Boaters using a Bath Beach marina fear that they’ll be sailing through a minefield of garbage if the city anchors a waste transfer station at the mouth of Gravesend Bay.
Albany officials have already signed off on the Department of Sanitation’s plan to dock a garbage barge where a former incinerator once stood, but Mel Gagliano, a partner at the Marine Basin Marina, said the waste transfer station will foul up the air and stir up toxins and undetonated bombs that he says remain buried under the sea floor.
“We used to watch the ash from the incinerator blow into the water. It’s all down there still,” said Gagliano, whose slips accommodate more than 200 private boats.
The Gravesend Bay incinerator closed in 1991, but Gagliano said diver Gene Ritter discovered 1,500 live artillery shells buried in the bay floor a few years ago. The explosives came from a Navy ship that capsized in Gravesend Bay in 1954 and were never removed — which Gagliano finds especially frightening.
“They’re still down there, and if the people putting in the garbage barge hit one, who knows what could happen,” Gagliano said.
Michael Gregorio, who’s been docking at Marine Basin for more than 20 years, argued that the project will destroy Gravesend’s waterfront fun for generations to come.
“Gravesend Bay is a recreational area,” said Gregorio, pointing out the fishermen who frequently cast lines into the water along the nearby promenade, the multi-million dollar kayak and canoe facilities the city built at Dreier Offerman Park, and the Adventurer’s amusement park on Shore Parkway — which sits right in front of the station’s future location. “You’re going to have tugboats and barges and trucks coming in and out of here, and they’re going to ruin it for everyone.”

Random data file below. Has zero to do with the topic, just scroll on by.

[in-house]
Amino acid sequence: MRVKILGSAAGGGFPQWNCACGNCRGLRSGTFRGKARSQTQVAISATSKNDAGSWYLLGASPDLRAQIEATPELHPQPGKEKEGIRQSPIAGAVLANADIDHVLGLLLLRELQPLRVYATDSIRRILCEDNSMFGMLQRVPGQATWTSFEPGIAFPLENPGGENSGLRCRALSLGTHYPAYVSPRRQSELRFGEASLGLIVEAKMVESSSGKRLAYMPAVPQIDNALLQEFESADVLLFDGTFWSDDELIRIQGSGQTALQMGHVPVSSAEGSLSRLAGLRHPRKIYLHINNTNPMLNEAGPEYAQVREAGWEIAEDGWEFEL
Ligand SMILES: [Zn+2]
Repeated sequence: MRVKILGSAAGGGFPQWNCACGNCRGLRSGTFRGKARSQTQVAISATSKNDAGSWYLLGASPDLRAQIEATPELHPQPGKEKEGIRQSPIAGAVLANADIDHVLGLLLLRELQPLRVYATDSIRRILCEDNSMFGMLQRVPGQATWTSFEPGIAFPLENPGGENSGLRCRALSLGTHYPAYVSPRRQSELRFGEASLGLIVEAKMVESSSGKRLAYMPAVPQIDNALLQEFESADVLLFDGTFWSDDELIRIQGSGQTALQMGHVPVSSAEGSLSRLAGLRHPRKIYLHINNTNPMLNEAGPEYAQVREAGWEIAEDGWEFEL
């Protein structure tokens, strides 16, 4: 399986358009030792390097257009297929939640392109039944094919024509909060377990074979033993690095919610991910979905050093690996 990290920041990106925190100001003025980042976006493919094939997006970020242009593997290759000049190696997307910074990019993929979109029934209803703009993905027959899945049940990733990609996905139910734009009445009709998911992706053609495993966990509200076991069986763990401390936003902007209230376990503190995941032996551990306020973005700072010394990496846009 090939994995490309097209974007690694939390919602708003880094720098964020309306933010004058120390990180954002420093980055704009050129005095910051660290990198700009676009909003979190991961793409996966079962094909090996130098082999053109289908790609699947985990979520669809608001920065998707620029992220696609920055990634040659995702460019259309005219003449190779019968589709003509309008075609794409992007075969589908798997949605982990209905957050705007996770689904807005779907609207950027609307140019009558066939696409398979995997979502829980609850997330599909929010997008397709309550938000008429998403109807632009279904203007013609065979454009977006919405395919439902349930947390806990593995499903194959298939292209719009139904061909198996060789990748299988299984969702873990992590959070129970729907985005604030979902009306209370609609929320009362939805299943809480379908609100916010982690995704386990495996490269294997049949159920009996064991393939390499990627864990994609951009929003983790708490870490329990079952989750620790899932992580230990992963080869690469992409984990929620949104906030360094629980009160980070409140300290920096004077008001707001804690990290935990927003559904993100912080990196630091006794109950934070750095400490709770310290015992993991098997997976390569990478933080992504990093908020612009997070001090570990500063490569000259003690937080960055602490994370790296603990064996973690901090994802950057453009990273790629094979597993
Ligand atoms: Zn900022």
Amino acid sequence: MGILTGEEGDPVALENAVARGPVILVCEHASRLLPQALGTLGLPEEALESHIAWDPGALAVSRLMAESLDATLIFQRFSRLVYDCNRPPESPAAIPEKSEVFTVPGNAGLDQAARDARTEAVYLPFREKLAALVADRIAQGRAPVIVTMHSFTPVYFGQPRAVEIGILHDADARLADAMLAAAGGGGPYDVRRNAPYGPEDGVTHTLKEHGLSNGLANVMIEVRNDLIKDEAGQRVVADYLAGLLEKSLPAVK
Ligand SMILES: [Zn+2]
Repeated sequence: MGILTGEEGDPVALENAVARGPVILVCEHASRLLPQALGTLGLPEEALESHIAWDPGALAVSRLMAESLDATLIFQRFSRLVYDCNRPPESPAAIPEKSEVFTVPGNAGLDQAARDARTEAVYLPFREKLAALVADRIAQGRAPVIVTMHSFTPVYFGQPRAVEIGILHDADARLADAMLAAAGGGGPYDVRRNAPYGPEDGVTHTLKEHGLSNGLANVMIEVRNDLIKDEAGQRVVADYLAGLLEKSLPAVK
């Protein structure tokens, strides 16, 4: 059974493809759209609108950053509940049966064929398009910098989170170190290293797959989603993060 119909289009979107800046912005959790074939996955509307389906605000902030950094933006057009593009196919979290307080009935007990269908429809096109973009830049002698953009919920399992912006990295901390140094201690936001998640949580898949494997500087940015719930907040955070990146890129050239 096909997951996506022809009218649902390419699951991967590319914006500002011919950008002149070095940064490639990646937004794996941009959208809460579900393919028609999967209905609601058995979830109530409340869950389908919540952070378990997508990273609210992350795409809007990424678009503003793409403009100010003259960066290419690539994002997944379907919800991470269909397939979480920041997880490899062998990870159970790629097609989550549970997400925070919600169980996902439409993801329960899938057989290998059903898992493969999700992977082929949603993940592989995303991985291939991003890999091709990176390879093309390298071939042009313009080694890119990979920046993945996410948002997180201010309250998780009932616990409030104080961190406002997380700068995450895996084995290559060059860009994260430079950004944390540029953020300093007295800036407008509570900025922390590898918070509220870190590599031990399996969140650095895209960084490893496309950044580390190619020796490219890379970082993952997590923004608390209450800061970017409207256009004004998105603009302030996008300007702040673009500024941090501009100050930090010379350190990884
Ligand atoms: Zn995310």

Another longtime boater, Beannard Fioriello, said the traffic congestion from an invading fleet of Sanitation trucks would push him to moor his boat elsewhere.
“If I’m going to have to sit for 35 minutes on Bay Parkway to get here, I’m going to find someplace else,” said the 35-year Marine Basin sea-goer, who participated in a floating protest against the station in 2009.
Residents on the other side of Shore Parkway fear fumes and vermin pouring out of the facility — and say they’ll have to deal with them year-round.
“It’s no good, it’s going to make the entire neighborhood stink,” said Eric Wong. “We’ll have to move.”
Wong’s neighbor Fernanda Friedrich, who’s attended community meetings to protest the installation, agreed.
“We don’t want it. There’ll be pollution everywhere, and rats and mice will come and eat the garbage,” Friedrich said.
Yet Commissioner Martens said he was convinced that the facility’s impact on the surrounding area would be minimal, and pointed out that those who opposed the project failed to back up their claims with expert opinions.
“No substantive and significant issue has been raised,” the Commissioner said in his decision.
Assemblyman Bill Colton (D-Bensonhurst) said he intends to sue the city to stop it from building the station.
“This is a dangerous plan, the city has not taken the proper precaution, and this is not the place to build it,” the pol said.Reach reporter Will Bredderman at (718) 260–4507 or e-mail him at wbredderma
©2012 Community News Group
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